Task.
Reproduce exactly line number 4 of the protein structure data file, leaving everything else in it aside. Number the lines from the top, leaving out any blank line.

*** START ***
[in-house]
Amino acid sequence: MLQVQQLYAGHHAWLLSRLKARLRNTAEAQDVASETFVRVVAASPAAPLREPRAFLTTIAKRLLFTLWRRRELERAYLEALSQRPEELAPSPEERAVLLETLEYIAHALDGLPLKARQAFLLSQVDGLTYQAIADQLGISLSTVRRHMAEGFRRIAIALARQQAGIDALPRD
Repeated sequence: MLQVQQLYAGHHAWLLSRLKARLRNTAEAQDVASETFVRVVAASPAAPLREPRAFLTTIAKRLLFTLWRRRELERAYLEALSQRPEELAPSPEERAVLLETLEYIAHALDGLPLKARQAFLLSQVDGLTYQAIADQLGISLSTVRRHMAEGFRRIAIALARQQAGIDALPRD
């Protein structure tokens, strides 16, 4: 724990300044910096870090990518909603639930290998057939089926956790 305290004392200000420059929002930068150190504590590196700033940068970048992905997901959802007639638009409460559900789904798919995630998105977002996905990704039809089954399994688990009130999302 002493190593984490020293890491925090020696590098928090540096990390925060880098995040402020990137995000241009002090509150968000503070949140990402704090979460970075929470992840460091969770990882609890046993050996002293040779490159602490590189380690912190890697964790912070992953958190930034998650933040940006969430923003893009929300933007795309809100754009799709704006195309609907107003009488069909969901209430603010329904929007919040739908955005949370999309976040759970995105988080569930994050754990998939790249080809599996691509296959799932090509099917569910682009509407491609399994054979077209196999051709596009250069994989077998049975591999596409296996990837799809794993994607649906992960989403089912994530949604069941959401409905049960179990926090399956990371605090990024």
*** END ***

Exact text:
């Protein structure tokens, strides 16, 4: 724990300044910096870090990518909603639930290998057939089926956790 305290004392200000420059929002930068150190504590590196700033940068970048992905997901959802007639638009409460559900789904798919995630998105977002996905990704039809089954399994688990009130999302 002493190593984490020293890491925090020696590098928090540096990390925060880098995040402020990137995000241009002090509150968000503070949140990402704090979460970075929470992840460091969770990882609890046993050996002293040779490159602490590189380690912190890697964790912070992953958190930034998650933040940006969430923003893009929300933007795309809100754009799709704006195309609907107003009488069909969901209430603010329904929007919040739908955005949370999309976040759970995105988080569930994050754990998939790249080809599996691509296959799932090509099917569910682009509407491609399994054979077209196999051709596009250069994989077998049975591999596409296996990837799809794993994607649906992960989403089912994530949604069941959401409905049960179990926090399956990371605090990024």